Fix-a-Flatts: Gary LeVox (left) and Joe Don Rooney take to the stage as part of the Rascal Flatts' State Fair Performance. MICHAEL DAVIS PHOTO
This year the pandering went high-tech with bassist/piano player Jay DeMarcus videotaping the audience and lead guitarist Joe Don Rooney
promising a gift to everyone present who sent him a text message. There
was also a state-of-the-art video display that featured a silo-shaped
center screen flanked by two flat screens that projected lovely scenery
and mood effects. Behind the silo, three women were seen in silhouette,
perched on a spiral stairway, dancing to the music.
Oh yeah, there was music. Flatts played
their hits, careening through the hip-hoppish “Me And My Gang,” the
melancholy “These Days” and the steamy “I Melt” to the introspective
“Bless the Broken Road,” the latter a fine song of mature love
co-written by Jeff Hanna, whose Nitty Gritty Dirt Band had played Chevrolet Court a week earlier.
The fact that trio from Ohio packed the
grandstand is testament to the strong popular following of their brand
of crossover pop-country, particularly with young women. They would
benefit from nurturing that demographic, to assure that as the tween
girls graduate from another of this year’s top State Fair attractions,
the Jonas Brothers, Rascal Flatts is their next logical favorite band.
Some of those kids were at the show trying to get the performers’
attention by wearing hand-lettered T-shirts. One said, “Take me to the
front row, I’m 18 today,” while several others read “Please Marry Me.”
You have to wonder if they may change their minds with a closer look at
these guys, who are all well past 30.
If Flatts wants to appeal to a more
mature crowd, it would be a good idea to get the multitalented Rooney
more lead vocals, as his singing of “I’m Moving On,” backed only by
guitar and piano, was one of the evening’s best moments. His
long-haired good looks, combined with his instrumental prowess brings
to mind a State Fair visit two years ago by Keith Urban. His voice is
strong and more genuine than that of lead singer Gary LeVox’s contrived wailing.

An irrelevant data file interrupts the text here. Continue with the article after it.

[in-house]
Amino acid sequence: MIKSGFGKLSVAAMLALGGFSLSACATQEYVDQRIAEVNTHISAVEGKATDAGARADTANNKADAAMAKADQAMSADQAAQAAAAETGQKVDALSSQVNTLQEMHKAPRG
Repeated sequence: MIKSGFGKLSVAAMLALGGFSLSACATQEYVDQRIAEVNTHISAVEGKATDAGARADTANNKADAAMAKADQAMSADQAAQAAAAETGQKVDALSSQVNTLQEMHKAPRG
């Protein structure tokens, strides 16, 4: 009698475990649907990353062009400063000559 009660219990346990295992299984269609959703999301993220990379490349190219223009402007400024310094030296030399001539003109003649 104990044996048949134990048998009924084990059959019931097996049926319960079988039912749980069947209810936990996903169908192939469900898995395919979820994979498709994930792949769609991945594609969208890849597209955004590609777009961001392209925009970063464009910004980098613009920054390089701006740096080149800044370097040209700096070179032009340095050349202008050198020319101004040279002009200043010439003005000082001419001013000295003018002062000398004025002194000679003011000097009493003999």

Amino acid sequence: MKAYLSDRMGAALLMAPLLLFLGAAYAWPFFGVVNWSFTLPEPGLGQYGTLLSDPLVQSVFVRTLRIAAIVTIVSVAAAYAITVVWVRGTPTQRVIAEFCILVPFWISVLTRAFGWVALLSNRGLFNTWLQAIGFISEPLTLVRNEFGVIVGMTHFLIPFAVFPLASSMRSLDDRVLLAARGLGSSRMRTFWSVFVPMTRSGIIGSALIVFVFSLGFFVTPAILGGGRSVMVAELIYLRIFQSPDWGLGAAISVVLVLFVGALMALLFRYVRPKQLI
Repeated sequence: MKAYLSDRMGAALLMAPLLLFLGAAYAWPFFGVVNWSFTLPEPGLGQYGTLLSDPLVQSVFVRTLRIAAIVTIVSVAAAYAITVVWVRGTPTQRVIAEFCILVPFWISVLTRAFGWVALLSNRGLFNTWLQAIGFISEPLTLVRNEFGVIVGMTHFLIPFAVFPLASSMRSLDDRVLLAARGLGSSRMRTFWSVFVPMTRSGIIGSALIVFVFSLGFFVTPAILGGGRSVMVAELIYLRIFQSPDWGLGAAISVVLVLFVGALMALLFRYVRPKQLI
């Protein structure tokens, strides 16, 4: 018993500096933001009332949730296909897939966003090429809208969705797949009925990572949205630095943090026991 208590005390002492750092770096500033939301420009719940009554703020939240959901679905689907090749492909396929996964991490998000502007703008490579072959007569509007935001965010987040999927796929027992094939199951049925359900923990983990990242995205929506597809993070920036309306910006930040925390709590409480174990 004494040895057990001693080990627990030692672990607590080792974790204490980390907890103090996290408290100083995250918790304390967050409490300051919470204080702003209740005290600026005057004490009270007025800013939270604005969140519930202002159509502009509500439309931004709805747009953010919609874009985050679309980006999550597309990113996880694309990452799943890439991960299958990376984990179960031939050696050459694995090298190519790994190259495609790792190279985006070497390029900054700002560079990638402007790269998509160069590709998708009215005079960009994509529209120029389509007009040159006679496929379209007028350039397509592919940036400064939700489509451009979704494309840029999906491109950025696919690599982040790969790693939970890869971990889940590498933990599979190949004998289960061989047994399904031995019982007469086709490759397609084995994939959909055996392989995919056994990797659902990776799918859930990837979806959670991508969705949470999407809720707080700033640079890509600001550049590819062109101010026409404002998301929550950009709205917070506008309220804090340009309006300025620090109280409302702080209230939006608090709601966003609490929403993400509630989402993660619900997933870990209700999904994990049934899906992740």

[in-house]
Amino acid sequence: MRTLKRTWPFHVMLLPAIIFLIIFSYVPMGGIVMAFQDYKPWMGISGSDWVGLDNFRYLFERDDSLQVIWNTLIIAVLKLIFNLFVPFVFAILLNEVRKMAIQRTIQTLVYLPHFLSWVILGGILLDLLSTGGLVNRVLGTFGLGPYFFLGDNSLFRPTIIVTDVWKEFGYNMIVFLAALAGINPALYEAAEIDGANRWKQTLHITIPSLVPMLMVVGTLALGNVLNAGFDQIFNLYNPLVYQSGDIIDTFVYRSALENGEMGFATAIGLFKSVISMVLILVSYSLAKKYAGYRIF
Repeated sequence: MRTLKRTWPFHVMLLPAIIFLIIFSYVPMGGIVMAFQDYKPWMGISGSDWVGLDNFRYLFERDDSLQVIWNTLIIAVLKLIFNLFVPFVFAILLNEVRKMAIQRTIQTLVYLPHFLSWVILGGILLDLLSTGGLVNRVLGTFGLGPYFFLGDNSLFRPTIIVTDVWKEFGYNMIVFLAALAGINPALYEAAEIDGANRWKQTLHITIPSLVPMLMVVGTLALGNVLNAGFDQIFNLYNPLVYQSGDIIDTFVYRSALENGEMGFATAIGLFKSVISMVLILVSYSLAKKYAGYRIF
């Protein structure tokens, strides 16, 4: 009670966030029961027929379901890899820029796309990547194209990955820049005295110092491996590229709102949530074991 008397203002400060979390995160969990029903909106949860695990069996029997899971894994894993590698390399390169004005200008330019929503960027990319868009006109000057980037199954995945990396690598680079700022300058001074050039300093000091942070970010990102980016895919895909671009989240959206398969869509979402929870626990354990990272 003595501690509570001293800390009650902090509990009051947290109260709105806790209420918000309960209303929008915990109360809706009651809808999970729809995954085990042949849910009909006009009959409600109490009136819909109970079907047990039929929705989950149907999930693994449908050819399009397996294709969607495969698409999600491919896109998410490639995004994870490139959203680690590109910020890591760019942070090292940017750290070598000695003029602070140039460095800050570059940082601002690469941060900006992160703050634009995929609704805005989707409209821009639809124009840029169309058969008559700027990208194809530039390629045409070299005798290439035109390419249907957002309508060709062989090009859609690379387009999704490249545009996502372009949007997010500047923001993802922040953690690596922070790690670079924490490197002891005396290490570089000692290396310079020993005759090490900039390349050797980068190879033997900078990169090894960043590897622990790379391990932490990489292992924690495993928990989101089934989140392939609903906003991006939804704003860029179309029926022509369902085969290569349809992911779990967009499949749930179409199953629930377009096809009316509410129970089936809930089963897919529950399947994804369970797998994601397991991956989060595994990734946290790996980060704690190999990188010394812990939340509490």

LeVox did, however, provide a charming
highlight in plucking from the crowd a grade-school-age girl who made
the most of her moment in the spotlight by waving and singing
confidently. These guys would do well to spend a little more time
showing humility and heartfelt gratitude instead of the pre-scripted
references to every audience as “The best fans in the world.” But maybe
they are the most loyal fans to continue coming out in large numbers
every time this lightly talented triumvirate visits the grandstand.
Taylor Swift, who went on before
Rascal Flatts, has everything a new artist needs to succeed in today’s
country music world. She’s gorgeous, young, charming, energetic and she
writes simple, easily memorized songs to which other young girls can
Her singing even seems to be improving,
although that’s barely relevant to her status as combination idol and
homegirl to the swarms of kids who screamed for her and sang along on
her songs. As proof that she’s one of them, the 18-year-old small-town
girl from Pennsylvania performed, “Our Song,” a number she told fans
she wrote for a high school talent contest. She didn’t say whether she
Swift’s act is all about image including
the fancy instruments played by her punked-out six-member band that
featured a female violinist (you couldn’t really call her a fiddler)
with flaming red hair wearing hot pants, a Rod Stewart look-alike lead
guitarist with a fur scarf around his neck, an androgynous rhythm
guitar player and a fedora-wearing drummer who looked like he escaped
from Big Bad Voodoo Daddy. Swift herself wore a glittering silver dress
and black boots, her rippled blond tresses flowing freely.
She had plenty of moves, too, frequently
bouncing up and down to the beat and a couple of times skipping across
the stage. She also likes to stand and soak in the roar of the crowd.
The teen star proudly points out she writes her own songs, mostly
wistful, adolescent, stream-of-consciousness poetry set to cute
The music was generally lightweight,
although there was a highlight or two, including a pretty acoustic
version of her first hit, “Tim McGraw.” But when she introduced a drab
new song called “Change” from her upcoming CD, her singing was even
flatter than usual and her breathless delivery lacked passion.
One amusing sidelight was a banjo solo
by a band member who wasn’t introduced. He did a great job on Flatt and
Scruggs’ “Foggy Mountain Breakdown,” although it’s unlikely that more
than a handful of the fans who knew all of Swift’s hits could have
named that bluegrass classic.